Indirect Tax Management

Indirect taxes are levied on the sale and purchase of items. Depending on the location, these are known as VAT, sales and use tax, or goods and sales tax (GST). Indirect taxes are a particular issue in countries that have highly complex tax regimes, notably Brazil, India and the United States. The U.S. is complex because state and local governments have taxing powers, each with their own definition of which items are exempt or taxed, sometimes at different rates. In some cases, sales-tax rates are different depending on which side of the street the business entity is legally located.

In the United States, indirect taxes recently became a bigger issue for businesses because the Supreme Court’s Wayfair decision eliminated the requirement that a seller must have a physical presence in a tax jurisdiction to be liable for collecting sales tax. Two reasons behind the decision were the rise in interstate sales volumes driven by online shopping, and the availability of software to manage sales-tax calculations. For businesses, knowing which rate to apply to a specific buyer based on their exact location and then filing and paying taxes to the appropriate tax authorities is just the start of their workload. Goods that are acquired by a buyer for resale are exempt from sales tax, but the buyer must have valid tax-exempt certification in force from every tax authority involved in a transaction. Managing the certification—especially ensuring that the documentation is up to date—is time-consuming and error-prone unless the business uses software that handles this process.

An increasing number of countries are requiring companies to file taxes electronically, including China, India, Mexico and the United Kingdom. Business software providers have responded by providing applications that simplify the process of calculating taxes owed and creating the tax documents. The software may incorporate validation rules that can reduce filing errors. Electronic filing also can reduce compliance burdens because it eliminates the need for companies to produce past filings when authorities want to review them, and some countries enable companies to monitor the status of their filings, payments and refunds. To deal with the rising tide of electronic filing, corporations must have the software and systems in place to collect and process all the tax data required for electronic filing. While this can be straightforward for small and midsize businesses, larger corporations operating in multiple tax jurisdictions with high volumes of intercompany transactions may find their systems are not well suited to handling the complexities.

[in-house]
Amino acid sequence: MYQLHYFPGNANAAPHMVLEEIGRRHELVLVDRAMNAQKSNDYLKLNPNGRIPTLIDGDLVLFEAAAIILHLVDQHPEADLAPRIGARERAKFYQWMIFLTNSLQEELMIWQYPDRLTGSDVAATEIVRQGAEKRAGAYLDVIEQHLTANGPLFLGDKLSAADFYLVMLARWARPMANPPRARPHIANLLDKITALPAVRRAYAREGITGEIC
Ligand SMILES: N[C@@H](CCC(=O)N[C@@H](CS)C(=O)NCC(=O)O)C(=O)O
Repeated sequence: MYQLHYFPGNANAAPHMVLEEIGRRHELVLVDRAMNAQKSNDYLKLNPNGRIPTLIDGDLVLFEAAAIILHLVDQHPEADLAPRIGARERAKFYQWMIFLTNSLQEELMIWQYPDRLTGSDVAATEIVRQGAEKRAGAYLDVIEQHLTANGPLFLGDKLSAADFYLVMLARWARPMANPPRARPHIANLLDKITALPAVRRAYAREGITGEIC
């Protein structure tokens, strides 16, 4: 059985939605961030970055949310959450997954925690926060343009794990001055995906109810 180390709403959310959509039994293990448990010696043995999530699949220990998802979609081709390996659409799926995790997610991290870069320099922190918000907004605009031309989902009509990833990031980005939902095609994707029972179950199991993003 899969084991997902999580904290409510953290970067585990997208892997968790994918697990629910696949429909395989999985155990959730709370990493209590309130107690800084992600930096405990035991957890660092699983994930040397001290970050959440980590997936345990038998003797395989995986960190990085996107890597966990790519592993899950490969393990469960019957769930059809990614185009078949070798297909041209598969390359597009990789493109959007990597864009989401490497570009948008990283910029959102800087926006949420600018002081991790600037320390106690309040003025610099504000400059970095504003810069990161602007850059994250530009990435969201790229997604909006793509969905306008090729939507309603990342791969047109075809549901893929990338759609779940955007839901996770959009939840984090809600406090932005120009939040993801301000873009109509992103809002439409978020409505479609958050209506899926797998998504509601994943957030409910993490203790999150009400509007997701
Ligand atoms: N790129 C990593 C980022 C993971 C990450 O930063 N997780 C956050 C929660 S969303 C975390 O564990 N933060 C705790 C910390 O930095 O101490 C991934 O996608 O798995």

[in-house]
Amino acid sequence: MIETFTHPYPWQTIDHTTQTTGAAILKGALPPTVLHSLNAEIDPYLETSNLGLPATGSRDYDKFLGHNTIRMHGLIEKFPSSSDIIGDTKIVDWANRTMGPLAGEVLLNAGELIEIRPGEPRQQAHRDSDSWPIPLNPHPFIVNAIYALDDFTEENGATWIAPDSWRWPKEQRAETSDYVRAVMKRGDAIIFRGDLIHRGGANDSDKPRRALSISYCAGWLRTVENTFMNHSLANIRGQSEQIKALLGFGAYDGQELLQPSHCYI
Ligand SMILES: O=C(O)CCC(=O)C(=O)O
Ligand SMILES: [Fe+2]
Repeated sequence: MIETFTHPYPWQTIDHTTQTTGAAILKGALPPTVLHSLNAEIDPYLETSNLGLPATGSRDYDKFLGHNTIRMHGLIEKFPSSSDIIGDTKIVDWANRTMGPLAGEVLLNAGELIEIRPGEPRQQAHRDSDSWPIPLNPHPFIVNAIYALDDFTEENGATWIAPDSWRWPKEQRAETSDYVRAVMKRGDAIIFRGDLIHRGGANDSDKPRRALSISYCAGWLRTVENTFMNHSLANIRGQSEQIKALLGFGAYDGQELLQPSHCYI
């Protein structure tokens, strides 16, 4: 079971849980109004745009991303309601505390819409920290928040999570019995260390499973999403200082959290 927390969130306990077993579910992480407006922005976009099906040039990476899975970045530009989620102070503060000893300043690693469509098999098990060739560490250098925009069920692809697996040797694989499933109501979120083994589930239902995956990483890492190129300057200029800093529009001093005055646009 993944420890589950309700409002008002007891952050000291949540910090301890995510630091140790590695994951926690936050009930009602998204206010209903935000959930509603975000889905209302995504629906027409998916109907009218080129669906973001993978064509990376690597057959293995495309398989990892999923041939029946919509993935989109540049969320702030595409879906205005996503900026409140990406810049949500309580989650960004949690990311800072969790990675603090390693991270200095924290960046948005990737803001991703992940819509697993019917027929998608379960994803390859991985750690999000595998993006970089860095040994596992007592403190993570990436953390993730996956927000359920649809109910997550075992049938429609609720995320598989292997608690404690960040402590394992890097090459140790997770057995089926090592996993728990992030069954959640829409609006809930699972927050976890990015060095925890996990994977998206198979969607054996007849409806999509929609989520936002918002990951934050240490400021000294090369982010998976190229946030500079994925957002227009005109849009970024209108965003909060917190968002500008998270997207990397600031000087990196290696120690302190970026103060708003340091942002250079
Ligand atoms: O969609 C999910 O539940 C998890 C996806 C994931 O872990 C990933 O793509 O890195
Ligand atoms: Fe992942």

The heavy cost of coping with the global pandemic is leading to higher tax rates, more complex tax regulations and stricter tax enforcement. I recommend that CFOs, controllers, CEOs and audit committees of Boards of Directors be actively involved in corporate tax matters to legitimately minimize taxes and enhance tax oversight and control. Using software designed to manage direct and indirect taxes, as well as handling transfer pricing, is the key to reliably achieving both objectives.

Regards,

Robert Kugel

Topics: Office of Finance, Financial Performance Management, ERP and Continuous Accounting, Revenue, robotic finance, lease and tax accounting

Robert Kugel

Written by Robert Kugel

Rob heads up the CFO and business research focusing on the intersection of information technology with the finance organization and business. The financial performance management (FPM) research agenda includes the application of IT to financial process optimization and collaborative systems; control systems and analytics; and advanced budgeting and planning. Prior to joining Ventana Research he was an equity research analyst at several firms including First Albany Corporation, Morgan Stanley, and Drexel Burnham, and a consultant with McKinsey and Company. Rob was an Institutional Investor All-American Team member and on the Wall Street Journal All-Star list. Rob has experience in aerospace and defense, banking, manufacturing and retail and consumer services. Rob earned his BA in Economics/Finance at Hampshire College, an MBA in Finance/Accounting at Columbia University, and is a CFA charter holder.